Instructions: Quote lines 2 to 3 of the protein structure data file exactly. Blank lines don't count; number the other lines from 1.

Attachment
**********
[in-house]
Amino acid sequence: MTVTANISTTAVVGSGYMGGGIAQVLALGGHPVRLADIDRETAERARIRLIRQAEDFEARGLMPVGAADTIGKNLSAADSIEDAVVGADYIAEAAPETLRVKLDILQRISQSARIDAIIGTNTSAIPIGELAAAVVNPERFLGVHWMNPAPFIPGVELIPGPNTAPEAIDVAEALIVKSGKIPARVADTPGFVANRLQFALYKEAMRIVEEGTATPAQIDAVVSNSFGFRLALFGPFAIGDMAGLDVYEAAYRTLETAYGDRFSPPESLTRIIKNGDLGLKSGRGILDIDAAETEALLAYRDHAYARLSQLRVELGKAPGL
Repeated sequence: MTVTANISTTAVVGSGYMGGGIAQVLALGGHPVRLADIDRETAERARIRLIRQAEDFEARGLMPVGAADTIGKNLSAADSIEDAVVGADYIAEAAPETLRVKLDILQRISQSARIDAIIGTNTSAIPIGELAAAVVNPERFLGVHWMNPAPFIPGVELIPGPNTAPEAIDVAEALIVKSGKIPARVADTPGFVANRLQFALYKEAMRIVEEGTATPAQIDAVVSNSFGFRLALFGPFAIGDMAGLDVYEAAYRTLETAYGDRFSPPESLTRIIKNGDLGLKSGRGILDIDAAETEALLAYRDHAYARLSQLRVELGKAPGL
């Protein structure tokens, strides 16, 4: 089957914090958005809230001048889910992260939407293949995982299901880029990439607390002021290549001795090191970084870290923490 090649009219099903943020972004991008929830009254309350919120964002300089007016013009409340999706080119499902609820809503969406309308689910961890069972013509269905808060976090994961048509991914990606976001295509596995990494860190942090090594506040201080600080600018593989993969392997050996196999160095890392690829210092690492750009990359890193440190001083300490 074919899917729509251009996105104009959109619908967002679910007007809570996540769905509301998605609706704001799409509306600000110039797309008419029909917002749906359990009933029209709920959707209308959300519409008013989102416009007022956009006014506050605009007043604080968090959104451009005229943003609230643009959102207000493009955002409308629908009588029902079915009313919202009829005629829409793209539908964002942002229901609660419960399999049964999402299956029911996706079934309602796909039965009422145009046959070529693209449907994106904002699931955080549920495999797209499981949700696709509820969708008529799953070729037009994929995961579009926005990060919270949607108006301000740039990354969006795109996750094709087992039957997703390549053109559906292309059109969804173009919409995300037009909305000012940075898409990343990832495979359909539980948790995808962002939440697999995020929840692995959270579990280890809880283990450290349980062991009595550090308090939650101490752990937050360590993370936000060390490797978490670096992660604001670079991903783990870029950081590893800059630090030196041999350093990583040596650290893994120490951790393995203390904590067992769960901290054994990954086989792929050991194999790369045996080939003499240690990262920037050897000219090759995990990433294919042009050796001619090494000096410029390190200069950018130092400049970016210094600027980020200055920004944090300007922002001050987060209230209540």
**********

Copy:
Amino acid sequence: MTVTANISTTAVVGSGYMGGGIAQVLALGGHPVRLADIDRETAERARIRLIRQAEDFEARGLMPVGAADTIGKNLSAADSIEDAVVGADYIAEAAPETLRVKLDILQRISQSARIDAIIGTNTSAIPIGELAAAVVNPERFLGVHWMNPAPFIPGVELIPGPNTAPEAIDVAEALIVKSGKIPARVADTPGFVANRLQFALYKEAMRIVEEGTATPAQIDAVVSNSFGFRLALFGPFAIGDMAGLDVYEAAYRTLETAYGDRFSPPESLTRIIKNGDLGLKSGRGILDIDAAETEALLAYRDHAYARLSQLRVELGKAPGL
Repeated sequence: MTVTANISTTAVVGSGYMGGGIAQVLALGGHPVRLADIDRETAERARIRLIRQAEDFEARGLMPVGAADTIGKNLSAADSIEDAVVGADYIAEAAPETLRVKLDILQRISQSARIDAIIGTNTSAIPIGELAAAVVNPERFLGVHWMNPAPFIPGVELIPGPNTAPEAIDVAEALIVKSGKIPARVADTPGFVANRLQFALYKEAMRIVEEGTATPAQIDAVVSNSFGFRLALFGPFAIGDMAGLDVYEAAYRTLETAYGDRFSPPESLTRIIKNGDLGLKSGRGILDIDAAETEALLAYRDHAYARLSQLRVELGKAPGL